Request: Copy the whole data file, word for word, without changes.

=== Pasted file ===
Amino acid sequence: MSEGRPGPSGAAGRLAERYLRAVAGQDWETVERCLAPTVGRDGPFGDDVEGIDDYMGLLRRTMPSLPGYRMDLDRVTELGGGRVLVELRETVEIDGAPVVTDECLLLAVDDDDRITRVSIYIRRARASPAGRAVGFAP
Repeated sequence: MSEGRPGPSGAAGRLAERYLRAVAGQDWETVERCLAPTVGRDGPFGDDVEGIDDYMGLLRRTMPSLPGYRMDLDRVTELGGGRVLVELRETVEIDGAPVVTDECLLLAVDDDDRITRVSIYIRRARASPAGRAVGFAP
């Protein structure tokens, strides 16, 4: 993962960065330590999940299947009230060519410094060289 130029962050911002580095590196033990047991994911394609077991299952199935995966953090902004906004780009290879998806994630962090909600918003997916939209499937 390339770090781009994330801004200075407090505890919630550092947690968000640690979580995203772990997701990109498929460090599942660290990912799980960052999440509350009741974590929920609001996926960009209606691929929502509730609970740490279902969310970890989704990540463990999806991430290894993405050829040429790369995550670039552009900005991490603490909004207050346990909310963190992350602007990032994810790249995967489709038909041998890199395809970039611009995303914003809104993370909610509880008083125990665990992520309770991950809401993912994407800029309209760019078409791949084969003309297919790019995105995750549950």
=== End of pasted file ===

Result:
Amino acid sequence: MSEGRPGPSGAAGRLAERYLRAVAGQDWETVERCLAPTVGRDGPFGDDVEGIDDYMGLLRRTMPSLPGYRMDLDRVTELGGGRVLVELRETVEIDGAPVVTDECLLLAVDDDDRITRVSIYIRRARASPAGRAVGFAP
Repeated sequence: MSEGRPGPSGAAGRLAERYLRAVAGQDWETVERCLAPTVGRDGPFGDDVEGIDDYMGLLRRTMPSLPGYRMDLDRVTELGGGRVLVELRETVEIDGAPVVTDECLLLAVDDDDRITRVSIYIRRARASPAGRAVGFAP
């Protein structure tokens, strides 16, 4: 993962960065330590999940299947009230060519410094060289 130029962050911002580095590196033990047991994911394609077991299952199935995966953090902004906004780009290879998806994630962090909600918003997916939209499937 390339770090781009994330801004200075407090505890919630550092947690968000640690979580995203772990997701990109498929460090599942660290990912799980960052999440509350009741974590929920609001996926960009209606691929929502509730609970740490279902969310970890989704990540463990999806991430290894993405050829040429790369995550670039552009900005991490603490909004207050346990909310963190992350602007990032994810790249995967489709038909041998890199395809970039611009995303914003809104993370909610509880008083125990665990992520309770991950809401993912994407800029309209760019078409791949084969003309297919790019995105995750549950």